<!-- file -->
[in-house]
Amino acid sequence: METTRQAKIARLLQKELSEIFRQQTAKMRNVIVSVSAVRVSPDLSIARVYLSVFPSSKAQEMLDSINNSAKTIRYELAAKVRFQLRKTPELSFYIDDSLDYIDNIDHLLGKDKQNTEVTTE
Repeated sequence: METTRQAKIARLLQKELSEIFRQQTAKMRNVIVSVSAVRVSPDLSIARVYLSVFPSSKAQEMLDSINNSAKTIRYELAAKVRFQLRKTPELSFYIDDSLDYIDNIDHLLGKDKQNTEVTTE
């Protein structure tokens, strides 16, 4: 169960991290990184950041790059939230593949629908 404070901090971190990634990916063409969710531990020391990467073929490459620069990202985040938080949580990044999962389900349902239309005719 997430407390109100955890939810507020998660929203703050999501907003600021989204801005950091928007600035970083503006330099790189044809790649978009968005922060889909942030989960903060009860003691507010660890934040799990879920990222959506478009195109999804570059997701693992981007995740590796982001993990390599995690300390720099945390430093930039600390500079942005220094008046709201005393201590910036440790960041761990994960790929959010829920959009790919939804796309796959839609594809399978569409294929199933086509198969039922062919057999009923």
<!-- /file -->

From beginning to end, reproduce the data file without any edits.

[in-house]
Amino acid sequence: METTRQAKIARLLQKELSEIFRQQTAKMRNVIVSVSAVRVSPDLSIARVYLSVFPSSKAQEMLDSINNSAKTIRYELAAKVRFQLRKTPELSFYIDDSLDYIDNIDHLLGKDKQNTEVTTE
Repeated sequence: METTRQAKIARLLQKELSEIFRQQTAKMRNVIVSVSAVRVSPDLSIARVYLSVFPSSKAQEMLDSINNSAKTIRYELAAKVRFQLRKTPELSFYIDDSLDYIDNIDHLLGKDKQNTEVTTE
């Protein structure tokens, strides 16, 4: 169960991290990184950041790059939230593949629908 404070901090971190990634990916063409969710531990020391990467073929490459620069990202985040938080949580990044999962389900349902239309005719 997430407390109100955890939810507020998660929203703050999501907003600021989204801005950091928007600035970083503006330099790189044809790649978009968005922060889909942030989960903060009860003691507010660890934040799990879920990222959506478009195109999804570059997701693992981007995740590796982001993990390599995690300390720099945390430093930039600390500079942005220094008046709201005393201590910036440790960041761990994960790929959010829920959009790919939804796309796959839609594809399978569409294929199933086509198969039922062919057999009923």